Objective: To analyse the impact on mental health of the lockdown forced by the coronavirus disease-2019 pandemic.
Method: This descriptive, cross-sectional study was conducted in Aseer, Saudi Arabia, in May and June 2020, and comprised adult natives of either gender ho could read and write Arabic. Data was collected using a self-developed questionnaire which was distributed online via Google Forms. Data was analysed using SPSS 22.
Results: Of the 306 respondents, 238(77.8%) were females, 163(53.3%) were age 18-30 years 121(39.5%) were students, 166(54.2%) lived in a joint family, 257(84%) had undergone university education, 157(51.3%) were single, and 247(80.7%) resided in urban areas. During the lockdowns, 195(60%) participants felt moderate distress symptoms. Emotional distress and gender were significantly interlinked (p<0.01).
Conclusion: The lockdowns forced by the coronavirus disease-2019 pandemic had a moderate impact on the mental health of the participants, especially on females.
Keywords: Anxiety, COVID-19, Mental health, Psychological distress, Adolescent. (JPMA 73: S-2 [Suppl. 2]; 2023)
While the world is actively focussing on measures to suppress ever more strongly the transmission of coronavirus disease-2019 (COVID-19) and to protect even the most vulnerable groups, it is likely that the impact on mental equilibrium is going to be significant beyond the pandemic on a global scale1-3 as people have different abilities to care for themselves.4 Anxiety, apprehension and strain are reactions to potential or absolute hazards, especially when compounded with confusion or an unknown factor. During the active phase of the pandemic, people felt fear and anxiety. Attempts to contain COVID-19 spread required the implementation of quarantine and isolation.5 However, it caused significant changes to people’s daily routines, such as restrictions on travelling. This shifting affected many aspects, including telecommunication, joblessness, family relations, and lacking contact with other relatives, colleagues and associates. In such a situation, mental health became as important as physical health.6
The World Health Organisation (WHO) and governments provided guidance for health professionals, healthcare facilities, and the general public on how to maintain mental health during the pandemic.2 After clusters of atypical pneumonia of unknown aetiology were discovered in late December 2019 in Wuhan, China, the viral disease exponentially spread worldwide.7 A nationwide survey among Chinese population found that almost 35% of 52,730 respondents from 36 provinces experienced psychological distress.8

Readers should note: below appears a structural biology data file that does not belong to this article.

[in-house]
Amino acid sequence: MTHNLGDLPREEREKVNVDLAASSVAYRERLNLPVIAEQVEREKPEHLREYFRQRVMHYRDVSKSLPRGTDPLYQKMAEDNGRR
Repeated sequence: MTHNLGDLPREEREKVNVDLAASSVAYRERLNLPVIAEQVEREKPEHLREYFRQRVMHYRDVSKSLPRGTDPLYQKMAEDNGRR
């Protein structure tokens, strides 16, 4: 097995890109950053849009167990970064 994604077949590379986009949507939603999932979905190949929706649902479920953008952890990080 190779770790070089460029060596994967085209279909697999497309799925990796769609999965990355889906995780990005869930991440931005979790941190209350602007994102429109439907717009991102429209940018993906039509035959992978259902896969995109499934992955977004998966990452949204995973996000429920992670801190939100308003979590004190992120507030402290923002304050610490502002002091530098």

In Saudi Arabia, lockdowns were imposed by the government on March 9, 2020. This meant travel ban and shutting down of academic institutions. Only essential business operations and productions were allowed. People were advised to stay at home and to practise social isolation to protect themselves against possible infection. The entire population of the country was under lockdown and curfew during the annual Eid holidays, from May 23 to 27, which is otherwise a time of celebrations and social interaction. The nationwide curfew was from 7pm to 6am, but during the Eid phase, a 24-hour curfew was imposed nationwide.9 The impact of COVID-19-led lockdowns has not been studied in context of Saudi Arabia. The current study was planned to fill the gap by assessing the impact on mental health of the lockdown forced by the pandemic.
Subjects and Methods
This descriptive, cross-sectional study was conducted in the Aseer province of Saudi Arabia in May and June 2020. After approval from the ethics review committee from the King Khalid University, the sample size was calculated in line with literature6 using n-Master calculator (https://www.cmc-biostatistics.ac.in/nmaster), with margin of error 5% and confidence interval (CI) 95%. The sample was raised using convenience sampling technique through social media platforms, using Google Forms. Those included were adult natives of either gender who could read and write Arabic. Those not willing to participate were excluded.
After taking informed consent from all the participants, data was collected. The questionnaire used was self-designed and passed the validity and reliability testing. The scale consisted of 15 items under two sections covering 7 dimensions; anxiety, fear, worry, panic, anger, isolation and guilty. All items, except those related to demographic variables, were scored on a 5-point Likert scale, ranging from 1=strongly disagree to 5=strongly agree. All responses were accumulated. The lowest obtainable score was 15 and the highest was 75, with 15-35=mild symptoms,
36-55=moderate symptoms and 56-75=severe symptoms.
The tool was prepared in English and translated to Arabic and back-translated into English. The two versions were compared until no difference was observed.